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Climate pipe dreams

  • 31 March 2017


About 40km from Warrnambool in south-western Victoria is Australia's first demonstration site for storing carbon dioxide pollution deep underground. It doesn't look like much — a few water tanks, sheds and pipes in a paddock — yet plans to meet the internationally agreed climate change target are betting on the success of projects like this.

The company behind it, the Cooperative Research Centre for Greenhouse Gas Technologies (CO2CRC), calls it 'the world's largest carbon capture and storage demonstration project', a $100 million project of 'global significance'.

CO2CRC was established more than a decade ago with federal funds, and the current chairman is former federal Minister for Resources and Energy Martin Ferguson. It researches carbon capture and storage (CCS) techniques to capture the pollution from power stations and sequester it deep beneath the earth so it won't overheat the planet.

For decades, environment groups maligned CCS as little more than an excuse for the fossil fuel industry to keep burning coal and gas. It was marketed as 'clean coal', but has never fulfilled its promise at commercial scale. Despite this, in recent years, CCS has become an unspoken assumption of the international agreement to limit warming to well below 2 degrees.

'Rather than requiring that nations reduce emissions in the short-to-medium term, the Paris agreement instead rests on the assumption that the world will successfully suck the carbon pollution it produces back from the atmosphere in the longer term,' climate scientist Kevin Anderson, from the Tyndall Centre in the UK, wrote in Nature soon after the 2015 Paris climate change conference. 'A few years ago, these exotic Dr Strangelove options were discussed only as last-ditch contingencies. Now they are Plan A.'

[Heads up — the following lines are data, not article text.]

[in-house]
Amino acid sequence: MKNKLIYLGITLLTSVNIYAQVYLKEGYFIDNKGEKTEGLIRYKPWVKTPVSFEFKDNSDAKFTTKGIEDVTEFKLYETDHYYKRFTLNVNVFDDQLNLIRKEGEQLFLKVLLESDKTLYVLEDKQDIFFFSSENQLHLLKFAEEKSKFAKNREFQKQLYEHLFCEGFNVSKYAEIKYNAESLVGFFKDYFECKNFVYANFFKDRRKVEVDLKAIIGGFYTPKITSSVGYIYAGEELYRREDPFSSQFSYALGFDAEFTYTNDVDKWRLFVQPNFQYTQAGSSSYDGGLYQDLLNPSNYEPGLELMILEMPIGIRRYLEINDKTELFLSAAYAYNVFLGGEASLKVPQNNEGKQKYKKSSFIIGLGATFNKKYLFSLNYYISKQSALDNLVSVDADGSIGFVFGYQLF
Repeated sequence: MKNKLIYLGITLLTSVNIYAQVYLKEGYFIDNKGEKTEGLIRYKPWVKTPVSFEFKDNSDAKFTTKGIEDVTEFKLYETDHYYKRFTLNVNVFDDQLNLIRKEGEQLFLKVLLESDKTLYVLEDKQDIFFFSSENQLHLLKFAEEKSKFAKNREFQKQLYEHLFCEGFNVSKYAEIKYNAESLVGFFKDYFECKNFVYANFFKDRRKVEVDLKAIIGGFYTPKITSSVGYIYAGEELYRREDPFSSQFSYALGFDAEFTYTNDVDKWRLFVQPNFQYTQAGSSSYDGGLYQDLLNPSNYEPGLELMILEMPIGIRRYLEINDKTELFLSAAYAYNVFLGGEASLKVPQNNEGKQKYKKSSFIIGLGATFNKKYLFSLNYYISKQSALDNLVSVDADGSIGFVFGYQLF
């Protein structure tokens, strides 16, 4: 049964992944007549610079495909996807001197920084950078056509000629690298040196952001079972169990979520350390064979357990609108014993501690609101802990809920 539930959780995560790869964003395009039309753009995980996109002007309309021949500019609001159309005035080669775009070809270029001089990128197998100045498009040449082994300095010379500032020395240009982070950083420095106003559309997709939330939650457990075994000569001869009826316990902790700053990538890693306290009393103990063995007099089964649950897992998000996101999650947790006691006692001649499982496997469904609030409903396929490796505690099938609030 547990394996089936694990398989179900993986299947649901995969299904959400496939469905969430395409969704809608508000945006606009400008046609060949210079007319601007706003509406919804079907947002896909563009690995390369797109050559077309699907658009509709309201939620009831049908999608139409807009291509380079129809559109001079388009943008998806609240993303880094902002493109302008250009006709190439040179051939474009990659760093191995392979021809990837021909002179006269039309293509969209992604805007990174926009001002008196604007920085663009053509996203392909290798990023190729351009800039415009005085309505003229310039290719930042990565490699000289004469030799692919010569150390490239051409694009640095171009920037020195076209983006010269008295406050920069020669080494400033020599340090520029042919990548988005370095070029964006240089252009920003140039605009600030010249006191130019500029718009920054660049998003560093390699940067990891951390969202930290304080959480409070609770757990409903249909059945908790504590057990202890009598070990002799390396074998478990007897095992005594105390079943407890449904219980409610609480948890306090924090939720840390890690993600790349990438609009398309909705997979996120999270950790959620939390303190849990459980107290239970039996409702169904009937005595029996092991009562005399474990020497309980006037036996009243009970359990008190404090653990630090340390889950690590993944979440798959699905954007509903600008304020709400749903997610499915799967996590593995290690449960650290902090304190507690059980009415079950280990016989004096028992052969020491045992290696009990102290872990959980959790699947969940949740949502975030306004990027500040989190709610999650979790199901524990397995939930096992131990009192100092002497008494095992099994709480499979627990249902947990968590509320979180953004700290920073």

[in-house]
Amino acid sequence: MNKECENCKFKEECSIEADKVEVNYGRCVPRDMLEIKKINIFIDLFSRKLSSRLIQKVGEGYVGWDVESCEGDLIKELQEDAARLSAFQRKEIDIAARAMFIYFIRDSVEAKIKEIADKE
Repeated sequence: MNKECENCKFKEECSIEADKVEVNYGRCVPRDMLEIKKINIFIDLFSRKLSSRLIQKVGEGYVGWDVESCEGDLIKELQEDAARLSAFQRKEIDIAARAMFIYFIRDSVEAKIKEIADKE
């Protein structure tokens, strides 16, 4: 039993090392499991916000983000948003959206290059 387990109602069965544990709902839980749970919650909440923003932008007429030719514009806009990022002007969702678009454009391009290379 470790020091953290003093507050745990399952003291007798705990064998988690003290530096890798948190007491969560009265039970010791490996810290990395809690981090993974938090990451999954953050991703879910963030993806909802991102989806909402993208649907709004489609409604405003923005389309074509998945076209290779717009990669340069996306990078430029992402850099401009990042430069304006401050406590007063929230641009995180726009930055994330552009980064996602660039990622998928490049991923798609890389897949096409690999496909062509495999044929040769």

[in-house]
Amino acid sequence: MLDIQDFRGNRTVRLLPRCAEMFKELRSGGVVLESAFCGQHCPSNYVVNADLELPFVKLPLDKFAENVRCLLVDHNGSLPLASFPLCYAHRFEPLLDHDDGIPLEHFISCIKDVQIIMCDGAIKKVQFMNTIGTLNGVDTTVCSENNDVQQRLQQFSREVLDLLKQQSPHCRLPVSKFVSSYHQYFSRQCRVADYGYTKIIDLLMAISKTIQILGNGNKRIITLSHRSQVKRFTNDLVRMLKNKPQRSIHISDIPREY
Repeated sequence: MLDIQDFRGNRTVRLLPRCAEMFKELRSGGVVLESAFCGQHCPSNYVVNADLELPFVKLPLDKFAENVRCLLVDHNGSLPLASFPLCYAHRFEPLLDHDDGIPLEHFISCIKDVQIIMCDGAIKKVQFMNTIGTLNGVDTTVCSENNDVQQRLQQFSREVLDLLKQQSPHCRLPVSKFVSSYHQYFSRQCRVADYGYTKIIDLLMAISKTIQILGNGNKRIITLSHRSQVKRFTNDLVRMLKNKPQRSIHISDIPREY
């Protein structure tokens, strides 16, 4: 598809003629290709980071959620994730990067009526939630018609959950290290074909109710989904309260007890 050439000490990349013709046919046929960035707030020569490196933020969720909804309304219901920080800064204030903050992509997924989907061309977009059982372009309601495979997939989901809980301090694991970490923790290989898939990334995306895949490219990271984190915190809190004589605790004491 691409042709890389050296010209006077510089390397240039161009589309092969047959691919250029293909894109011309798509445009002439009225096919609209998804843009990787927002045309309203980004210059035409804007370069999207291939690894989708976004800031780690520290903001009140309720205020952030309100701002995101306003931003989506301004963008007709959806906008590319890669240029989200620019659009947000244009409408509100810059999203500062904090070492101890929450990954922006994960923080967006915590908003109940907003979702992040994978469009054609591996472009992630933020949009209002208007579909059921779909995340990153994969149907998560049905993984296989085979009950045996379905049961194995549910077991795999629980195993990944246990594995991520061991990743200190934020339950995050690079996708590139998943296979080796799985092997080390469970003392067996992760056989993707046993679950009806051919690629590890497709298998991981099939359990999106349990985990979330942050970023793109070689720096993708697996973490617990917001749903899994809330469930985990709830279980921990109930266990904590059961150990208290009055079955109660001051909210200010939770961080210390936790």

Specifically, much of the scenario modelling relies on something called bioenergy with carbon capture and sequestration (BECCS). It involves growing crops such as corn or switchgrass, which take up carbon dioxide from the atmosphere through the natural process of photosynthesis. They would then be burned in power stations to generate electricity, with the resulting emissions captured and stored underground.

This isn't a fringe strategy anymore. As Anderson writes, it is now a big part of the mainstream, politically preferred approach to address global warming.

In an article for Nature Geoscience, he reviewed the Intergovernmental Panel on Climate Change (IPCC) database of scenarios to meet the 2 degree target and concluded. 'In plain language, the complete set of 400 IPCC scenarios for a 50 per cent or better chance of 2°C assume